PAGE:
A MECHANIC murdered a haulier and stabbed two others a day after he was bailed for an earlier assault in a long-running feud.
Gavin Hogg, 34, knifed David Burrows, 36, to death at a haulage yard next to his Ravensthorpe workshop after a bitter row over litter and land rights.
He also stabbed Mr Burrows's father, Darrell, 62, and uncle, Clive Hoyland, 52, as they rushed to his aid at the family firm.
Yesterday a Leeds Crown Court jury found him guilty of murder and two counts of wounding. He will be sentenced on Friday.
The stabbing, in September last year, followed years of territorial disputes, threats and violence against Hogg's neighbours at the Low Mill Industrial Estate.
It came just a day after Hogg, of Wellhouse Lane, Mirfield, was convicted of common assault and criminal damage after an attack against Darrell Burrows, director of family firm M&B Haulage and Waste Paper.
Despite a history of threats and violence against the haulier and a conviction for assault, Dewsbury magistrates bailed Hogg to await sentence.
Yesterday the crown court jury returned unanimous verdicts, rejecting two alternative counts of attempted murder against Clive Hoyland and Darrell Burrows.
Det Supt Phil Sedgwick, who led the investigation, slammed Hogg for his "vindictive attitude" towards the Burrows and Hoyland families.
David Burrows's family were too upset to comment, but released a statement welcoming the verdict.
It said: "We're relieved that Hogg has been convicted of the murder of David and justice has been served.
"As a family we have endured an extremely difficult time in the period before this was brought before the court and are convinced the jury arrived at the right result."
The statement said the family hoped the judge would pass a long sentence that reflected their continuing suffering and anxiety.
But it added: "No sentence the judge may pass will ever replace the life of our dear departed father, partner, son, brother and nephew, nor will it ever fit the crime this man has committed."
All the victims worked at family firm M&B, next door to Hogg's car repair business, GL Motors.
The feud between the companies began in 2001. By 2004 it had escalated so badly that Darrell Burrows was forced to repeatedly call the police.
Prosecutor James Goss QC had told the court: "Unhappily, disputes developed over rights over land and a succession of incidents occurred where the defendant was abusive and aggressive.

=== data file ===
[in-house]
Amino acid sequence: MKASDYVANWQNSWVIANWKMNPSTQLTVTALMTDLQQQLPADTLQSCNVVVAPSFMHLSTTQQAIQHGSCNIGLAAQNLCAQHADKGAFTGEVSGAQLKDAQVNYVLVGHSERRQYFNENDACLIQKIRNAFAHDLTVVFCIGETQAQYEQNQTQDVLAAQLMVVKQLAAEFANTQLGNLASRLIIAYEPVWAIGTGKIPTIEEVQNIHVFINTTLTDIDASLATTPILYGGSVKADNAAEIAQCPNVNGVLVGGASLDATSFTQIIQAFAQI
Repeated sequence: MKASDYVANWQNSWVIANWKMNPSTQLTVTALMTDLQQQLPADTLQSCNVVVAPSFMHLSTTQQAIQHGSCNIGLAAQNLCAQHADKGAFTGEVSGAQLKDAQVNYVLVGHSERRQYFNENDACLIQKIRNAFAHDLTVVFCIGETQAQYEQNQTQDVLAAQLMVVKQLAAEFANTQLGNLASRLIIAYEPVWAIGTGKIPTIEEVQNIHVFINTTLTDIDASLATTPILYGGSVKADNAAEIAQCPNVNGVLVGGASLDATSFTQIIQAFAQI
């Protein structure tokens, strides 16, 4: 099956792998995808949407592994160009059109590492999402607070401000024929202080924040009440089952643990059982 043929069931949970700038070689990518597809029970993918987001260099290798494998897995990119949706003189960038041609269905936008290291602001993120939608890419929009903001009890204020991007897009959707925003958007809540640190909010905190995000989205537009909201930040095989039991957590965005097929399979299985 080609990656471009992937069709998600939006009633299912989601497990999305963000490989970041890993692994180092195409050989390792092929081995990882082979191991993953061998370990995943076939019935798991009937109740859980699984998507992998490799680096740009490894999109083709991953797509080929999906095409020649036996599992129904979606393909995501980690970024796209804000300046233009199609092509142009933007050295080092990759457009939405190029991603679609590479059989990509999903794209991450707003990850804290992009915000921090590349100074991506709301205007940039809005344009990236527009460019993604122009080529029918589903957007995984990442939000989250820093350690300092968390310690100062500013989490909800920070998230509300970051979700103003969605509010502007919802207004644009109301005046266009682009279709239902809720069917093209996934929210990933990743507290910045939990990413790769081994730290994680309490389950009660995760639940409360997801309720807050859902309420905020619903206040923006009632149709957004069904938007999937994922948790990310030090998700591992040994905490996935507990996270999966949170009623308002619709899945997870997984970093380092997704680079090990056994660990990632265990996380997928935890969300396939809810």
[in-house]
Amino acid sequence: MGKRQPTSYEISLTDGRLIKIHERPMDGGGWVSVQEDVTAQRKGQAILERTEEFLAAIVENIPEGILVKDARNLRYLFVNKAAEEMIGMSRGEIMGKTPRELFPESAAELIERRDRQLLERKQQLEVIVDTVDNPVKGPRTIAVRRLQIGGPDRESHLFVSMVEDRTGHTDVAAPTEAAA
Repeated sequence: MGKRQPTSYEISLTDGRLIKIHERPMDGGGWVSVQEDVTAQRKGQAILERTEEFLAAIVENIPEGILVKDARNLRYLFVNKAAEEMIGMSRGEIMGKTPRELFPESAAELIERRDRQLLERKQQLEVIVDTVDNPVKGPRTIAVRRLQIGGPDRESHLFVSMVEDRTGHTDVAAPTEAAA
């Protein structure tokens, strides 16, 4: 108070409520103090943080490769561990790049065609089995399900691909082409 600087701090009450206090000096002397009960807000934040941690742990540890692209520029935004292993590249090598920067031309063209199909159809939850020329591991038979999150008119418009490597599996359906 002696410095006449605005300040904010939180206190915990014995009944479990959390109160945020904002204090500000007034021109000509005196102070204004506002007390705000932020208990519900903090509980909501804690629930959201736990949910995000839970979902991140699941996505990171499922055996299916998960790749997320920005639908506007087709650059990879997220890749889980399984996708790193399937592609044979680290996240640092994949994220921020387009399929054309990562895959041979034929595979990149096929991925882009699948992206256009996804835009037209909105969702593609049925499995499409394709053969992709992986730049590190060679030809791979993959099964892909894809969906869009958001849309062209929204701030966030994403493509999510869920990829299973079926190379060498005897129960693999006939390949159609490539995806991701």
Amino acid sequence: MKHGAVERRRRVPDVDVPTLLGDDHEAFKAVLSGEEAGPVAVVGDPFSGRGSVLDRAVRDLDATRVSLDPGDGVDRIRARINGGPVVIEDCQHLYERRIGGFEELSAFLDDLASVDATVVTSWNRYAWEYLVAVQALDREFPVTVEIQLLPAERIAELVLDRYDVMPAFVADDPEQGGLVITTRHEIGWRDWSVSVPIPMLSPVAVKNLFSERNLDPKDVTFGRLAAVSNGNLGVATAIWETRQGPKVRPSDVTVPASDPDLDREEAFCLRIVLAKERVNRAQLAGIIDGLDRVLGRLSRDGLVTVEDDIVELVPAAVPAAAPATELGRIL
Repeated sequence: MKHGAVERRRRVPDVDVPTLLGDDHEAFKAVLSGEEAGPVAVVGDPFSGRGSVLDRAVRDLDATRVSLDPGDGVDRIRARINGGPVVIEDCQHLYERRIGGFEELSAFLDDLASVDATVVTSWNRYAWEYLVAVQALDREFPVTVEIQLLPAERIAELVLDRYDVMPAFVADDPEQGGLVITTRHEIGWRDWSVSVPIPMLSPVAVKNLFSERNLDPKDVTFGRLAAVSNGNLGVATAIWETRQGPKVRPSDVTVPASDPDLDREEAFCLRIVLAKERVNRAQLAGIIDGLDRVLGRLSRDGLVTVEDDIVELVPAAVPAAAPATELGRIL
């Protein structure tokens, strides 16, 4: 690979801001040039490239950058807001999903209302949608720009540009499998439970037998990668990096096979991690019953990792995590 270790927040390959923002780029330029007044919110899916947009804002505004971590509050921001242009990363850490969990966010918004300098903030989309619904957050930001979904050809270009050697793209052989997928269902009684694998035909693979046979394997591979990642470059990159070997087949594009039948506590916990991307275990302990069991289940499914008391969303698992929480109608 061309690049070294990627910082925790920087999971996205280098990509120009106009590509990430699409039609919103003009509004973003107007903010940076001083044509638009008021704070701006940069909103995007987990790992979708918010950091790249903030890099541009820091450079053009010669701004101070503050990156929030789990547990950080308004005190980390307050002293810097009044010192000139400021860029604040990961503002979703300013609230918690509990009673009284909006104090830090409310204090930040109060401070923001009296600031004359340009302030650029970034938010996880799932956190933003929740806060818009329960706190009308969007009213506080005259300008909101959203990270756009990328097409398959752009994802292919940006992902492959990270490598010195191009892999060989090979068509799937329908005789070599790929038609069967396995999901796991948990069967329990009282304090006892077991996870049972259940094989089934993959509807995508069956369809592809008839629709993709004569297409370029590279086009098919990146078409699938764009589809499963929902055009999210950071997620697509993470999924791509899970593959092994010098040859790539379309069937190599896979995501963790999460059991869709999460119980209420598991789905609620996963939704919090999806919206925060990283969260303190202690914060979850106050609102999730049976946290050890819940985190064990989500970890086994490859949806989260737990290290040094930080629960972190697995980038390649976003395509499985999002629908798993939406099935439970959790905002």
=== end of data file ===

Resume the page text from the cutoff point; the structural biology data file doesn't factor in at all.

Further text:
"The incident was the culmination of a long-running dispute and ill-feeling between the defendant and those members of the Burrows and Hoyland families who owned and ran M&B Haulage."
Mr Goss said that on the day of the murder Hogg lay in wait until he saw David Burrows's Mercedes. He then headed for the yard, armed with a kitchen knife, to confront him.
Hogg drove in at 40mph and smashed into the parked Mercedes, shunting it and another vehicle into a wall.
Hogg got out and ran towards David Burrows, who was in the parking area, and delivered two fatal stab wounds to his lower back.
His father and uncle rushed to help and were lucky to survive after Mr Burrows was stabbed in the chest and Mr Hoyland in the stomach, said Mr Goss.
As Hogg ran away he dropped the knife and shouted to workers in the yard: "I told you I'd do it."
He later drove to a police station, confessed to crashing his car and gave his details. He was arrested and questioned over the stabbings.
Hogg said the knife may have gone in by accident, but he had no memory of using it deliberately or stabbing the other two men.
The court was told that Hogg was a loner with a history of psychological problems, including depression and a personality disorder.
Det Supt Sedgwick said later: "Hogg denied all offences and forced the other victims and witnesses of this terrible crime to give evidence.
"His implausible version of events was rejected, quite rightly, by the jury. He could have spared them this but chose not to. This is typical of his vindictive attitude towards the Burrows and Hoyland families.
"Hogg went there armed with a knife with the full intention of doing harm to whoever got in his way.
"He is a dangerous man and prison is the safest place for him."